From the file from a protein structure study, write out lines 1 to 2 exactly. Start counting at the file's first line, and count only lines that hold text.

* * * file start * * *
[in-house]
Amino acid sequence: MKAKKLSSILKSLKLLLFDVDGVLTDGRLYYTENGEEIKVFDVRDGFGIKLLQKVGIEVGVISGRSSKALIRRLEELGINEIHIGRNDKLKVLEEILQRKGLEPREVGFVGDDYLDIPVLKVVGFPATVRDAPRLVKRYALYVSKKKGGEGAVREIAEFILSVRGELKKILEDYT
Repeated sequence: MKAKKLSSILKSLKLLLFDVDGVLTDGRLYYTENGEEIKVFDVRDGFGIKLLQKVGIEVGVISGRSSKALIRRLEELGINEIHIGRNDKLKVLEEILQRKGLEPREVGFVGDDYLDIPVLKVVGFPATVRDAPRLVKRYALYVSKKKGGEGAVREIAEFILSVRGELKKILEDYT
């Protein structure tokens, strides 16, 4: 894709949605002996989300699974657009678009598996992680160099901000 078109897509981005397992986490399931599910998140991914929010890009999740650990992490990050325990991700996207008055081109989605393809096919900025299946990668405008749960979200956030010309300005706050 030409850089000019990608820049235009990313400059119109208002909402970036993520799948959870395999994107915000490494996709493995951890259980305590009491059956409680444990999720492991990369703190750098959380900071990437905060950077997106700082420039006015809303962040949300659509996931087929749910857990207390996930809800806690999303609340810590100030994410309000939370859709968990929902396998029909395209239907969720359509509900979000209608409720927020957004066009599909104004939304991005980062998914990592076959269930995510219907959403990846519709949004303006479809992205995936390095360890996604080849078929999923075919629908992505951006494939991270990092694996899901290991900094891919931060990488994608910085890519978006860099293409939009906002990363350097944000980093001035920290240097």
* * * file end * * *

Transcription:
[in-house]
Amino acid sequence: MKAKKLSSILKSLKLLLFDVDGVLTDGRLYYTENGEEIKVFDVRDGFGIKLLQKVGIEVGVISGRSSKALIRRLEELGINEIHIGRNDKLKVLEEILQRKGLEPREVGFVGDDYLDIPVLKVVGFPATVRDAPRLVKRYALYVSKKKGGEGAVREIAEFILSVRGELKKILEDYT